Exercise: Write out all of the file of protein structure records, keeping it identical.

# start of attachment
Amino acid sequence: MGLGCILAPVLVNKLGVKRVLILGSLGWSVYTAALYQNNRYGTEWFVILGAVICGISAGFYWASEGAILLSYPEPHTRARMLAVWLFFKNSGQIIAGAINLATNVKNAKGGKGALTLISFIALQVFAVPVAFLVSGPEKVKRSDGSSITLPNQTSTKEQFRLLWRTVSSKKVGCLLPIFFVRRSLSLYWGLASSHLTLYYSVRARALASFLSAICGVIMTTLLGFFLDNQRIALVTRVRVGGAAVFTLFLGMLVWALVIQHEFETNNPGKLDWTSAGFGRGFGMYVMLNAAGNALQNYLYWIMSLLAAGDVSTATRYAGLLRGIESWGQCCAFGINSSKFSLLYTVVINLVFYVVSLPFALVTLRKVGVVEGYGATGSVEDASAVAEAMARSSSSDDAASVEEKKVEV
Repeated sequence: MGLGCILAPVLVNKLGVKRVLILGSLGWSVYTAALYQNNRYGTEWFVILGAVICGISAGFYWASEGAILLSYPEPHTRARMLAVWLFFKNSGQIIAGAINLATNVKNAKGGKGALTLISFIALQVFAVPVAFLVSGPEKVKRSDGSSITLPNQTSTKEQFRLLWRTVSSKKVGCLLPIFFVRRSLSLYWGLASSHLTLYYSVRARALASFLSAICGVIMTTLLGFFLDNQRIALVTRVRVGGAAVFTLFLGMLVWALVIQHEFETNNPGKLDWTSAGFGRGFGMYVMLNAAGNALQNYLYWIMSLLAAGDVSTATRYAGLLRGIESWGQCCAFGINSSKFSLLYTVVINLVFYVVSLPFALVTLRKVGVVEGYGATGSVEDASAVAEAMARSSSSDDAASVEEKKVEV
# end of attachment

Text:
Amino acid sequence: MGLGCILAPVLVNKLGVKRVLILGSLGWSVYTAALYQNNRYGTEWFVILGAVICGISAGFYWASEGAILLSYPEPHTRARMLAVWLFFKNSGQIIAGAINLATNVKNAKGGKGALTLISFIALQVFAVPVAFLVSGPEKVKRSDGSSITLPNQTSTKEQFRLLWRTVSSKKVGCLLPIFFVRRSLSLYWGLASSHLTLYYSVRARALASFLSAICGVIMTTLLGFFLDNQRIALVTRVRVGGAAVFTLFLGMLVWALVIQHEFETNNPGKLDWTSAGFGRGFGMYVMLNAAGNALQNYLYWIMSLLAAGDVSTATRYAGLLRGIESWGQCCAFGINSSKFSLLYTVVINLVFYVVSLPFALVTLRKVGVVEGYGATGSVEDASAVAEAMARSSSSDDAASVEEKKVEV
Repeated sequence: MGLGCILAPVLVNKLGVKRVLILGSLGWSVYTAALYQNNRYGTEWFVILGAVICGISAGFYWASEGAILLSYPEPHTRARMLAVWLFFKNSGQIIAGAINLATNVKNAKGGKGALTLISFIALQVFAVPVAFLVSGPEKVKRSDGSSITLPNQTSTKEQFRLLWRTVSSKKVGCLLPIFFVRRSLSLYWGLASSHLTLYYSVRARALASFLSAICGVIMTTLLGFFLDNQRIALVTRVRVGGAAVFTLFLGMLVWALVIQHEFETNNPGKLDWTSAGFGRGFGMYVMLNAAGNALQNYLYWIMSLLAAGDVSTATRYAGLLRGIESWGQCCAFGINSSKFSLLYTVVINLVFYVVSLPFALVTLRKVGVVEGYGATGSVEDASAVAEAMARSSSSDDAASVEEKKVEV